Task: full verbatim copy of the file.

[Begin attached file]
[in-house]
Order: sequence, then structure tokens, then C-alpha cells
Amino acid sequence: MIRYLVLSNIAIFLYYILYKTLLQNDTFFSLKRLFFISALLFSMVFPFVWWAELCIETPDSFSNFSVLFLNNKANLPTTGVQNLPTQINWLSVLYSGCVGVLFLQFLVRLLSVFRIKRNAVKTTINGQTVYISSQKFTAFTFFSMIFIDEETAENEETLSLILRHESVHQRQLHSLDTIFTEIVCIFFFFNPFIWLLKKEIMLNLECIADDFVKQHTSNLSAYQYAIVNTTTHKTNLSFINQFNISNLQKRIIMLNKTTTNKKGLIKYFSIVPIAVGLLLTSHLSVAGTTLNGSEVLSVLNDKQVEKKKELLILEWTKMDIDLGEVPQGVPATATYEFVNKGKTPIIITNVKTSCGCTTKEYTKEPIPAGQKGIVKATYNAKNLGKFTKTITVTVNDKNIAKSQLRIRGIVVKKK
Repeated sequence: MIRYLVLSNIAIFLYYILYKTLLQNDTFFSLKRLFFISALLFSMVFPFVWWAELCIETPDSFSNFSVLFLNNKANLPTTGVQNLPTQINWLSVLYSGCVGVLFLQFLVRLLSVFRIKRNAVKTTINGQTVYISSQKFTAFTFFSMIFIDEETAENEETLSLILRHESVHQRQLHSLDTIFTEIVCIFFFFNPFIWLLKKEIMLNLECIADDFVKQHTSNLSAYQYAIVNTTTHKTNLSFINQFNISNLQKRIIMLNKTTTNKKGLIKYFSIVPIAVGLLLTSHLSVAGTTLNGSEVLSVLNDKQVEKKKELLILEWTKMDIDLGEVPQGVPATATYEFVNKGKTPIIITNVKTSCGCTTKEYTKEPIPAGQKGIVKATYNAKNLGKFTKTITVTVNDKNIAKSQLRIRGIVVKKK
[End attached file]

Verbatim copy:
[in-house]
Order: sequence, then structure tokens, then C-alpha cells
Amino acid sequence: MIRYLVLSNIAIFLYYILYKTLLQNDTFFSLKRLFFISALLFSMVFPFVWWAELCIETPDSFSNFSVLFLNNKANLPTTGVQNLPTQINWLSVLYSGCVGVLFLQFLVRLLSVFRIKRNAVKTTINGQTVYISSQKFTAFTFFSMIFIDEETAENEETLSLILRHESVHQRQLHSLDTIFTEIVCIFFFFNPFIWLLKKEIMLNLECIADDFVKQHTSNLSAYQYAIVNTTTHKTNLSFINQFNISNLQKRIIMLNKTTTNKKGLIKYFSIVPIAVGLLLTSHLSVAGTTLNGSEVLSVLNDKQVEKKKELLILEWTKMDIDLGEVPQGVPATATYEFVNKGKTPIIITNVKTSCGCTTKEYTKEPIPAGQKGIVKATYNAKNLGKFTKTITVTVNDKNIAKSQLRIRGIVVKKK
Repeated sequence: MIRYLVLSNIAIFLYYILYKTLLQNDTFFSLKRLFFISALLFSMVFPFVWWAELCIETPDSFSNFSVLFLNNKANLPTTGVQNLPTQINWLSVLYSGCVGVLFLQFLVRLLSVFRIKRNAVKTTINGQTVYISSQKFTAFTFFSMIFIDEETAENEETLSLILRHESVHQRQLHSLDTIFTEIVCIFFFFNPFIWLLKKEIMLNLECIADDFVKQHTSNLSAYQYAIVNTTTHKTNLSFINQFNISNLQKRIIMLNKTTTNKKGLIKYFSIVPIAVGLLLTSHLSVAGTTLNGSEVLSVLNDKQVEKKKELLILEWTKMDIDLGEVPQGVPATATYEFVNKGKTPIIITNVKTSCGCTTKEYTKEPIPAGQKGIVKATYNAKNLGKFTKTITVTVNDKNIAKSQLRIRGIVVKKK